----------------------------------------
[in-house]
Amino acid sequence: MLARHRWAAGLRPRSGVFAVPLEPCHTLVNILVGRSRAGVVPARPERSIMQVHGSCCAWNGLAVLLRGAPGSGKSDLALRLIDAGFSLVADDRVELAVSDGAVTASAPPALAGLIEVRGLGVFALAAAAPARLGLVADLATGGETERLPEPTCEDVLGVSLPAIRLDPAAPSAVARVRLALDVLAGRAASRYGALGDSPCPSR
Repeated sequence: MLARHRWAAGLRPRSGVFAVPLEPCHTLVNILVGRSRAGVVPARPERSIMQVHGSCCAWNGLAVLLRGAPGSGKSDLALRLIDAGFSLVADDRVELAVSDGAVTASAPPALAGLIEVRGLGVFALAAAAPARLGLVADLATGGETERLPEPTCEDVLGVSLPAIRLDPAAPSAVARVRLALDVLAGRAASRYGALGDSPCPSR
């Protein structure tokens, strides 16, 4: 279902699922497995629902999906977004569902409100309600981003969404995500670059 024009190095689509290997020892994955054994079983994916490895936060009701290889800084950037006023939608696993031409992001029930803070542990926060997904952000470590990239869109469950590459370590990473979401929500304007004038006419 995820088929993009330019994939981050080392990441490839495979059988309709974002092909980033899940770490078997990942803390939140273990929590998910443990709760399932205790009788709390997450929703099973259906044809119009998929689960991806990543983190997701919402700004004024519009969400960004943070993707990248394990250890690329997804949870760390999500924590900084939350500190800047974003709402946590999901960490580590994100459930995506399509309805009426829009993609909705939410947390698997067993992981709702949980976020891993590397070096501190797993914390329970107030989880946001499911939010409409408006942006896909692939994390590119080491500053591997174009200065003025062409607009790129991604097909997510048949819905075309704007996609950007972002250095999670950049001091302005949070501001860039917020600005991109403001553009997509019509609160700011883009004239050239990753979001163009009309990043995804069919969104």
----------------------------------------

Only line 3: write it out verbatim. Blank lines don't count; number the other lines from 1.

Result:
Repeated sequence: MLARHRWAAGLRPRSGVFAVPLEPCHTLVNILVGRSRAGVVPARPERSIMQVHGSCCAWNGLAVLLRGAPGSGKSDLALRLIDAGFSLVADDRVELAVSDGAVTASAPPALAGLIEVRGLGVFALAAAAPARLGLVADLATGGETERLPEPTCEDVLGVSLPAIRLDPAAPSAVARVRLALDVLAGRAASRYGALGDSPCPSR